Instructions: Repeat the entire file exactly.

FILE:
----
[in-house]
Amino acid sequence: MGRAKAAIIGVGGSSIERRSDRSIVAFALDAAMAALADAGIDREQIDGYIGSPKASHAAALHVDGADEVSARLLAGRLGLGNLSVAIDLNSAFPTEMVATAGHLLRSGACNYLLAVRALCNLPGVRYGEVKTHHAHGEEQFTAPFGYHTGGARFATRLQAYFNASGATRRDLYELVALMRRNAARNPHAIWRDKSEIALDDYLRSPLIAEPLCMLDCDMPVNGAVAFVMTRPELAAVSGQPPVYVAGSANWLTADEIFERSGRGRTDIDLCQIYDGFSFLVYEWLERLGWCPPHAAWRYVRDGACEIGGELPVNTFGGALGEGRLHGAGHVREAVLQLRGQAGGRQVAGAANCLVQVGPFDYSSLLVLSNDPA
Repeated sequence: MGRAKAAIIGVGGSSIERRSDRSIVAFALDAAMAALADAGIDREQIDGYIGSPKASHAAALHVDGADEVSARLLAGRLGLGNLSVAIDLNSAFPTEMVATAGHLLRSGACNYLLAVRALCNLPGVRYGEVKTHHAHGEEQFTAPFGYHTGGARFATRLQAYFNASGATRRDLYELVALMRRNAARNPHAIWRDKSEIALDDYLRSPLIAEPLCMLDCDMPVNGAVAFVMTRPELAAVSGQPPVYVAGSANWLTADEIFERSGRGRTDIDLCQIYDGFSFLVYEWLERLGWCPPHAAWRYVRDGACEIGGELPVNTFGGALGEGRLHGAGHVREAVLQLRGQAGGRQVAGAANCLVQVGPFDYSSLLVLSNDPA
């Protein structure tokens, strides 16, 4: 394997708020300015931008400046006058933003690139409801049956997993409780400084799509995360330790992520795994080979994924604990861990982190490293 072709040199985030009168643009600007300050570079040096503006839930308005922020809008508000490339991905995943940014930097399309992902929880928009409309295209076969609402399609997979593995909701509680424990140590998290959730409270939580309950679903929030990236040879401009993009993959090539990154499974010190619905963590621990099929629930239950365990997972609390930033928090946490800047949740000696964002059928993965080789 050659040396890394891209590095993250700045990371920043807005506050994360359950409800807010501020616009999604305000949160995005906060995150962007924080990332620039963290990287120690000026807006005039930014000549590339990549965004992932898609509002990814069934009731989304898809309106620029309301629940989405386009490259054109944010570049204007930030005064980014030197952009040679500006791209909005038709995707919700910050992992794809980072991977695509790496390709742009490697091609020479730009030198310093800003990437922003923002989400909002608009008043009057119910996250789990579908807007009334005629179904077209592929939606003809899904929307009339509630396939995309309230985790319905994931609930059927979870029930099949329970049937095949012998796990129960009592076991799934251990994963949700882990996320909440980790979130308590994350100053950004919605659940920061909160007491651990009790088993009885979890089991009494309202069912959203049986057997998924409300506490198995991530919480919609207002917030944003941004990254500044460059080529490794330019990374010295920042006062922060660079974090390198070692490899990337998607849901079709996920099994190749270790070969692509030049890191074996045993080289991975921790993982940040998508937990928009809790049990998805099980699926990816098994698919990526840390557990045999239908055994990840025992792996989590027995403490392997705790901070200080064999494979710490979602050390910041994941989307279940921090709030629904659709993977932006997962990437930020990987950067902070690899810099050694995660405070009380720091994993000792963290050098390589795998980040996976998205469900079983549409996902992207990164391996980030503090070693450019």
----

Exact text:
[in-house]
Amino acid sequence: MGRAKAAIIGVGGSSIERRSDRSIVAFALDAAMAALADAGIDREQIDGYIGSPKASHAAALHVDGADEVSARLLAGRLGLGNLSVAIDLNSAFPTEMVATAGHLLRSGACNYLLAVRALCNLPGVRYGEVKTHHAHGEEQFTAPFGYHTGGARFATRLQAYFNASGATRRDLYELVALMRRNAARNPHAIWRDKSEIALDDYLRSPLIAEPLCMLDCDMPVNGAVAFVMTRPELAAVSGQPPVYVAGSANWLTADEIFERSGRGRTDIDLCQIYDGFSFLVYEWLERLGWCPPHAAWRYVRDGACEIGGELPVNTFGGALGEGRLHGAGHVREAVLQLRGQAGGRQVAGAANCLVQVGPFDYSSLLVLSNDPA
Repeated sequence: MGRAKAAIIGVGGSSIERRSDRSIVAFALDAAMAALADAGIDREQIDGYIGSPKASHAAALHVDGADEVSARLLAGRLGLGNLSVAIDLNSAFPTEMVATAGHLLRSGACNYLLAVRALCNLPGVRYGEVKTHHAHGEEQFTAPFGYHTGGARFATRLQAYFNASGATRRDLYELVALMRRNAARNPHAIWRDKSEIALDDYLRSPLIAEPLCMLDCDMPVNGAVAFVMTRPELAAVSGQPPVYVAGSANWLTADEIFERSGRGRTDIDLCQIYDGFSFLVYEWLERLGWCPPHAAWRYVRDGACEIGGELPVNTFGGALGEGRLHGAGHVREAVLQLRGQAGGRQVAGAANCLVQVGPFDYSSLLVLSNDPA
């Protein structure tokens, strides 16, 4: 394997708020300015931008400046006058933003690139409801049956997993409780400084799509995360330790992520795994080979994924604990861990982190490293 072709040199985030009168643009600007300050570079040096503006839930308005922020809008508000490339991905995943940014930097399309992902929880928009409309295209076969609402399609997979593995909701509680424990140590998290959730409270939580309950679903929030990236040879401009993009993959090539990154499974010190619905963590621990099929629930239950365990997972609390930033928090946490800047949740000696964002059928993965080789 050659040396890394891209590095993250700045990371920043807005506050994360359950409800807010501020616009999604305000949160995005906060995150962007924080990332620039963290990287120690000026807006005039930014000549590339990549965004992932898609509002990814069934009731989304898809309106620029309301629940989405386009490259054109944010570049204007930030005064980014030197952009040679500006791209909005038709995707919700910050992992794809980072991977695509790496390709742009490697091609020479730009030198310093800003990437922003923002989400909002608009008043009057119910996250789990579908807007009334005629179904077209592929939606003809899904929307009339509630396939995309309230985790319905994931609930059927979870029930099949329970049937095949012998796990129960009592076991799934251990994963949700882990996320909440980790979130308590994350100053950004919605659940920061909160007491651990009790088993009885979890089991009494309202069912959203049986057997998924409300506490198995991530919480919609207002917030944003941004990254500044460059080529490794330019990374010295920042006062922060660079974090390198070692490899990337998607849901079709996920099994190749270790070969692509030049890191074996045993080289991975921790993982940040998508937990928009809790049990998805099980699926990816098994698919990526840390557990045999239908055994990840025992792996989590027995403490392997705790901070200080064999494979710490979602050390910041994941989307279940921090709030629904659709993977932006997962990437930020990987950067902070690899810099050694995660405070009380720091994993000792963290050098390589795998980040996976998205469900079983549409996902992207990164391996980030503090070693450019």